Of course, one of the more critical elements of my spreadsheet is to list the dividend in one of the columns, and compute the yields off of my basis and current price. I then have a total income for each account (based on dividends, not cap gains) to see what my 'recurring' annual income is, and also track that number (I look at each holding twice a year to update the current annualized dividend, and note with different colors if it's increasing or decreasing, along with the previous dividend, so I can track the growth/decline of each holding's dividend at a glance).
I do a manual monthly spreadsheet to track my assets in CDs, mutual funds, IBonds, HSA and savings. This amount is relatively small and will never be spent as I live comfortably on my pension. If I had to plan my retirement in the manner that most now do (no pension), I believe I would be as diligent as you. However my problem would be after 20-30 years of tracking, nurturing, and watching it grow, I don't think I could stand to spend it down. Shifting to spending after decades of saving would kill me. Spending a pension is easy. Although I contributed for years, the money was gone from my check monthly and I never viewed it as my money after it was withheld.
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Old 09-21-2012, 08:32 PM   #48
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I agree with your belief. One caveat is how much you have to stretch to generate that income. I could generate more income by replacing my investment-grade bonds with junk bonds for example. I could also generate more income by investing in Frontier Communications instead of AT&T. In both cases my income would be higher, but would it be equally "robust" as you put it?
I am thinking this way also. I'm kinda scratching my head to understand where haha is going with this (maybe nowhere, which is fine), or what he hopes to get out of it.

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I like the idea of not including capital gains, because I choose to reinvest them.

Thanks for the poll - - I thought it was fun.
From the OP, I don't think he cares where it goes, reinvested, spent, moved to cash - only the source.

-ERD50
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Old 09-21-2012, 08:41 PM   #49
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It's interesting to see that many people don't track their dividend and interest income. I am quite obsessed with tracking that kind of data. I have the spreadsheets to prove it.
I just started tracking the dividends on all my holdings in 2011.

Around $17000 on a ~100% stock portfolio. 2.x% yield. Still a few years from being FI.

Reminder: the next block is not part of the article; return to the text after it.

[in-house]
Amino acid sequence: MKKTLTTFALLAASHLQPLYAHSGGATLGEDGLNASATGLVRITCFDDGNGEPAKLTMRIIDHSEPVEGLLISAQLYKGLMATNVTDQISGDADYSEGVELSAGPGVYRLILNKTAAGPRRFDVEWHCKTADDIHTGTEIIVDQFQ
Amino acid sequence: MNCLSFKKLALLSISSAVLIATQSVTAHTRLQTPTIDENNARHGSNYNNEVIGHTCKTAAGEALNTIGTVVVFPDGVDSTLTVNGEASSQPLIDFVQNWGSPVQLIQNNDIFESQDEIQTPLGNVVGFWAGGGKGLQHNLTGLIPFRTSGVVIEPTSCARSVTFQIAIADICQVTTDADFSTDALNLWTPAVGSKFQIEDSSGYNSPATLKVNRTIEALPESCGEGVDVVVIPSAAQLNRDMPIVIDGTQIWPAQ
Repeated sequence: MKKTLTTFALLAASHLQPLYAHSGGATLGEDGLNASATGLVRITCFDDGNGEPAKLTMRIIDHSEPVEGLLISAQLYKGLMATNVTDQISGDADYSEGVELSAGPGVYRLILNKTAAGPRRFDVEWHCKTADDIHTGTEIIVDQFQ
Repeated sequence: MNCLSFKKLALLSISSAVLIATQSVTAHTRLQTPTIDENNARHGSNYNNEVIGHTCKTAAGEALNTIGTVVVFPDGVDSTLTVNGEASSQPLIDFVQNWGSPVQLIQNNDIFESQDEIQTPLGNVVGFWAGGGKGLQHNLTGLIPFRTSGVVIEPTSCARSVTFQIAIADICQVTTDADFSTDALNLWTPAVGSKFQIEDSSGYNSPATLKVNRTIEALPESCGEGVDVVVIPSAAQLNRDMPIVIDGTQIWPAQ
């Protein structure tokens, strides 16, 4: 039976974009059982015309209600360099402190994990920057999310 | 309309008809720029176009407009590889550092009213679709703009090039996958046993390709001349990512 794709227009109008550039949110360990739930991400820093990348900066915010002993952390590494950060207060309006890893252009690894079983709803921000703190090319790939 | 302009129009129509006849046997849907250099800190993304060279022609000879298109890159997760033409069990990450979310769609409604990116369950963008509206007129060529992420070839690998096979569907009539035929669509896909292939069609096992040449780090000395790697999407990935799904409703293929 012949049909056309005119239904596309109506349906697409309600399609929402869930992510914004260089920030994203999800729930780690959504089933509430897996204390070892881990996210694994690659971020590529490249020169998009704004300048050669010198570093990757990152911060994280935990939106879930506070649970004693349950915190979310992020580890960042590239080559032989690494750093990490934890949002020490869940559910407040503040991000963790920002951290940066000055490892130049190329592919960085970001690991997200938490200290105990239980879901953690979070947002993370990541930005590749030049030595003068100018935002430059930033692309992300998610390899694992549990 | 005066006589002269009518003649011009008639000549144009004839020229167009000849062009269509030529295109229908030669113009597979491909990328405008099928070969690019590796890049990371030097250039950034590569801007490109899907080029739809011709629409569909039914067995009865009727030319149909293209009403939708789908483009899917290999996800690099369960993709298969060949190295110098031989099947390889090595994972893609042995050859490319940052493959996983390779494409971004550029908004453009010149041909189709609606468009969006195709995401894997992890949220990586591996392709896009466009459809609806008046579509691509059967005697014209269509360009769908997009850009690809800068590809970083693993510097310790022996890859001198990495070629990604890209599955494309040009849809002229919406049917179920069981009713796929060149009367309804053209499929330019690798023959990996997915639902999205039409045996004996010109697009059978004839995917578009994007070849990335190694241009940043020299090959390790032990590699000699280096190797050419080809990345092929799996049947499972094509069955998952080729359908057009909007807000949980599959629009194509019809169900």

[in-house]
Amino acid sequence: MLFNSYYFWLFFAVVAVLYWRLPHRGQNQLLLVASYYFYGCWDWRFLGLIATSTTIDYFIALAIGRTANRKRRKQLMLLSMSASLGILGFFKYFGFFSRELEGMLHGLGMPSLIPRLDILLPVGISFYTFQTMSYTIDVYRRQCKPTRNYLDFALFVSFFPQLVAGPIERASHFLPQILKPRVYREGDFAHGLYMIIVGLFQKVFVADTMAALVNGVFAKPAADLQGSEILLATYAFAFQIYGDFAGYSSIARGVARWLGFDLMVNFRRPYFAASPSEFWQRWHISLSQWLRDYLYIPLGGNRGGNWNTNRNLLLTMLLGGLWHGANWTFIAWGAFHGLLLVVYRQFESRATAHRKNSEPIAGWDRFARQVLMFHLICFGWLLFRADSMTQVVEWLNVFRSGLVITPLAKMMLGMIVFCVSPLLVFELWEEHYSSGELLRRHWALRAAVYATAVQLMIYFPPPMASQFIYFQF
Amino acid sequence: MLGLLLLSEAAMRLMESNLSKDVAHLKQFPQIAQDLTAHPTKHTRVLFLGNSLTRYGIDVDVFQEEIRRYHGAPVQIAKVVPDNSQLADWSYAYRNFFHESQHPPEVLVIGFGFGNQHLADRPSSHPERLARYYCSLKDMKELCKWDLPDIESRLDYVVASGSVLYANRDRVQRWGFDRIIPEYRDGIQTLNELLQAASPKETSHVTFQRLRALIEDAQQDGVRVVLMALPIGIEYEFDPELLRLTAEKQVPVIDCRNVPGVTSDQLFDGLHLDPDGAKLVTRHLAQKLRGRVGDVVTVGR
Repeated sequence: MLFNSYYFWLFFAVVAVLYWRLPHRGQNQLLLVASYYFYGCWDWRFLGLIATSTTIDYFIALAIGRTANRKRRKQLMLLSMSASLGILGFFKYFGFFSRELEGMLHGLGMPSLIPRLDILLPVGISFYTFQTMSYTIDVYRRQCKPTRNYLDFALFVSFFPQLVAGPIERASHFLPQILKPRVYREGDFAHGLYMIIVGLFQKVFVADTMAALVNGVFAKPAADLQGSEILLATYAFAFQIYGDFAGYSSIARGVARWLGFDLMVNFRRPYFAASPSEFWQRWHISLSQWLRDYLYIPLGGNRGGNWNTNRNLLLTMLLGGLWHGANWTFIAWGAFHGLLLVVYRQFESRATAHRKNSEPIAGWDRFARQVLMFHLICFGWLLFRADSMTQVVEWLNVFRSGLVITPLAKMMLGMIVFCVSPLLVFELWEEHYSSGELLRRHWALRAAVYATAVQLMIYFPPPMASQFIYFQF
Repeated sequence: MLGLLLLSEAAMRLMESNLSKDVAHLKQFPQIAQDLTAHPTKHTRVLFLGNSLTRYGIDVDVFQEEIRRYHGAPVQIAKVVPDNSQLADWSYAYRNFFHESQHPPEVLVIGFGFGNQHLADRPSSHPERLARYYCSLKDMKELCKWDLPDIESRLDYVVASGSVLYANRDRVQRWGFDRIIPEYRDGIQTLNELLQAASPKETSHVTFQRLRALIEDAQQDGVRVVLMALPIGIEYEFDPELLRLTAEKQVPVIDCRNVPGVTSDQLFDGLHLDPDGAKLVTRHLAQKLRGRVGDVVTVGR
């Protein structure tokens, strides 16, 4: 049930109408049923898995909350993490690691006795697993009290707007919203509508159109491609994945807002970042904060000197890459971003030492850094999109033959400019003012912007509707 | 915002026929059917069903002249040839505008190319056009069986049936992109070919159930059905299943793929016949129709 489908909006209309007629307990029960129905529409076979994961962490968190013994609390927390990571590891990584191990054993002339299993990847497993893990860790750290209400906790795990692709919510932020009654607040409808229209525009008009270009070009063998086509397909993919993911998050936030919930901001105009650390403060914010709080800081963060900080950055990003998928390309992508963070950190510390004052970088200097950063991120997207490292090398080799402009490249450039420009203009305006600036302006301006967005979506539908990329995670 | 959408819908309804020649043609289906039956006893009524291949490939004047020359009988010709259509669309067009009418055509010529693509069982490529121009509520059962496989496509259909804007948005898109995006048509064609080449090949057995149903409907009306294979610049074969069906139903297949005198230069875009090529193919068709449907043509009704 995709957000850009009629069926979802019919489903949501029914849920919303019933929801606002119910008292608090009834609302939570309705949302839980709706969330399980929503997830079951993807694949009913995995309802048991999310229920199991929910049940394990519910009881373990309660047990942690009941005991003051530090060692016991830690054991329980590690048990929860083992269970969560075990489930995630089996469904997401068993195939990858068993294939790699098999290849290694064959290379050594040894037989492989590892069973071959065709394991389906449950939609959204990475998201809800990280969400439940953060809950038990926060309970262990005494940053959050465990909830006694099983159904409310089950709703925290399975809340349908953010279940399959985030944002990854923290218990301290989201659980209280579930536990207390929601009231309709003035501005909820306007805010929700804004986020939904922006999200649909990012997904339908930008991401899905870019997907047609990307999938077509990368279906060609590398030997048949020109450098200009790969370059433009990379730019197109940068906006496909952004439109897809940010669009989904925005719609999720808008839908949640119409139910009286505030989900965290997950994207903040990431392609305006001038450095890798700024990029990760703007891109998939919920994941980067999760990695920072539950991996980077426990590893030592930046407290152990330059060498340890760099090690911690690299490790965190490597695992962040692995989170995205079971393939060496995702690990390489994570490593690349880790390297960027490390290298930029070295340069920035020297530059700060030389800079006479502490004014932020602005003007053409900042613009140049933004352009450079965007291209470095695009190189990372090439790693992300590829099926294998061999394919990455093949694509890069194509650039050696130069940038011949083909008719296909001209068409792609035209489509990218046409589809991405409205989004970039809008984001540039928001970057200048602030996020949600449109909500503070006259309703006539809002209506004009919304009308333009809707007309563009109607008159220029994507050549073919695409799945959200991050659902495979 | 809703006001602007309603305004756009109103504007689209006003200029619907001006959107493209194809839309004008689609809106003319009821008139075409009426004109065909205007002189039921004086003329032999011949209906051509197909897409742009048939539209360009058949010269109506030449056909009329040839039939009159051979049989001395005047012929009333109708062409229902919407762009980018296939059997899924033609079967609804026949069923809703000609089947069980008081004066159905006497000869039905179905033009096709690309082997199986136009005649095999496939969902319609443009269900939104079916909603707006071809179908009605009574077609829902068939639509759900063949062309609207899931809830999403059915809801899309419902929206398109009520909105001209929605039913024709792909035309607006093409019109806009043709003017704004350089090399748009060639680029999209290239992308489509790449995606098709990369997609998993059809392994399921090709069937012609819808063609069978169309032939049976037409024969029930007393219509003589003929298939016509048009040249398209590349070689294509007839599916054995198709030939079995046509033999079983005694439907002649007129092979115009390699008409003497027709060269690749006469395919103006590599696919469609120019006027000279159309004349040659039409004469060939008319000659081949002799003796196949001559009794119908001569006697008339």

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Old 09-21-2012, 09:06 PM   #50
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If one plugs in their portfolio into something like a Morningstar Portfolio X-ray, then it will give the "yield" on the portfolio which includes all the annual stock and bond dividends. I think most portfolios of equities and bonds will have a yield of 2% to 4%, so on a million dollars that's $20K to $40K.
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Old 09-21-2012, 09:10 PM   #51
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I apologize, I read the poll too fast. Is there any way I can change my answer to the poll please?
I'm afraid I don't believe canceling your vote to allow you to vote again is possible. It is certainly not within my powers as a Moderator as this is an anonymous poll.
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Old 09-22-2012, 08:26 AM   #52
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I am at the < 30K range by design. That cover my expenses without touching principal by a good bit. Also stays in the minimum tax bracket and should maximize AHA rebates if it survives.

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Why separate out "income" from total return? I'm really curious to see the answer.
Because I live off dividends/interest. I can't do that with total return without selling something. I created a report in quicken that tracks dividends/interest vs spending to track how budget works.
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Old 09-22-2012, 09:52 AM   #53
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I am at the < 30K range by design. That cover my expenses without touching principal by a good bit. Also stays in the minimum tax bracket and should maximize AHA rebates if it survives.

Quote:
Originally Posted by Lsbcal
Why separate out "income" from total return? I'm really curious to see the answer.
Because I live off dividends/interest. I can't do that with total return without selling something. I created a report in quicken that tracks dividends/interest vs spending to track how budget works.